Actress Lori Loughlin and her husband, Mossimo Giannulli, have maintained their innocence in the infamous college admissions scandal for the past 14 months. The two are among dozens of high-profile people who allegedly paid bribe money to administrators and consultants to help their children get accepted into top-tier colleges and universities. But now, Loughlin and Giannulli are officially pleading guilty, according to recently released court documents — and her emails reveal how she really felt when the whole process started.
The college admissions scandal shocked the nation back in 2019
Back in March 2019, news broke that 50 people had been arrested in a developing case regarding bribe money and college admissions. Those arrested were accused of being involved in a massive scandal that saw high-profile people (such as wealthy business owners, celebrities, and more) using bribe money to help their children get into schools to which they otherwise likely wouldn’t have been accepted. According to Axios, there were a total of 750 families involved and about $25 million in bribery funds.
Lori Loughlin and Mossimo Giannulli maintained their innocence
When the news broke, arguably the two most well-known people involved were Loughlin and Giannulli. Loughlin, an actress known for her role as Aunt Becky on Full House, and Giannulli, a successful fashion designer, had allegedly paid $500,000 to have their daughters passed off as rowing recruits for University of Southern California.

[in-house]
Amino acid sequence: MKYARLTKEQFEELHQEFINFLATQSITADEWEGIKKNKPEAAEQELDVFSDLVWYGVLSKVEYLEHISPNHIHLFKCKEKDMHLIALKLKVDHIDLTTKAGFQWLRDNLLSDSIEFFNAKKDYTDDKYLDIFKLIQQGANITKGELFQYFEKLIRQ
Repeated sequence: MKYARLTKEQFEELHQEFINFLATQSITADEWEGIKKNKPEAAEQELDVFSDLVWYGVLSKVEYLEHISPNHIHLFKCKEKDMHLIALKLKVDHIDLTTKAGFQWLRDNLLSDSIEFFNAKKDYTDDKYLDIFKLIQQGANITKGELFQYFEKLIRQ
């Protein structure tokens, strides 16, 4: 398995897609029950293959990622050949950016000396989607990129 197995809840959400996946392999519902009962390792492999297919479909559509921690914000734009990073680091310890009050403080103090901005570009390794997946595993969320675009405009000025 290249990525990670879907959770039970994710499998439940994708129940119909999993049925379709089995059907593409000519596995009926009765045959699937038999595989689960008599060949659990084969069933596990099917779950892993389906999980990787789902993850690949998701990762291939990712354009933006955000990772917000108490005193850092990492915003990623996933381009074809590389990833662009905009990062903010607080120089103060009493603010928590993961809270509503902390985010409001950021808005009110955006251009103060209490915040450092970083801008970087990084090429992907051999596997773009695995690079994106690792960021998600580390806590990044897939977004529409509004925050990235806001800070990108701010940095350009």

Many people in the scandal, including actress Felicity Huffman, plead guilty in order to take a plea deal rather than go to trial and risk a maximum sentence. But for the past 14 months, Loughlin and Giannulli maintained their innocence.
New court documents reveal Loughlin’s emails about the scandal — and her daughter’s potential
On May 21, newly released court documents showed that Loughlin and Giannulli had ultimately decided to plead guilty. According to the Los Angeles Times, both will plead guilty to fraud, and Loughlin will serve two months in prison, though it’s unclear if Giannulli will do the same.
An email that was included in the released documents shows what Loughlin really thinks of her daughter’s (presumably Olivia Jade’s) capabilities — and her concerns about the scandal and her daughter’s future. The email, which was sent from Loughlin to consultant William “Rick” Singer, reads, “I’d like to maybe sit with you after your session with the girls as I have some concerns and want to fully understand the game plan and make sure we have a roadmap for success as it relates to [our daughter] and getting her into a school other than ASU!”
Loughlin’s email suggests two things: That she wants her daughter to go to a school other than Arizona State University (the wording of the email suggests Loughlin wouldn’t be satisfied with ASU), and that she doesn’t think her daughter is capable of getting into a better school on her own. It also shows she had some “concerns” about the scandal in the first place, though it’s unknown specifically what that line refers to.
The L.A. Times reported that, according to the affidavit, Singer informed the couple that Olivia Jade’s “academic qualifications” were “at or just below the low end of USC’s admission.” Singer, who runs a tax-exempt foundation, essentially created a system that allowed parents to write off their bribes as charitable donations on tax forms.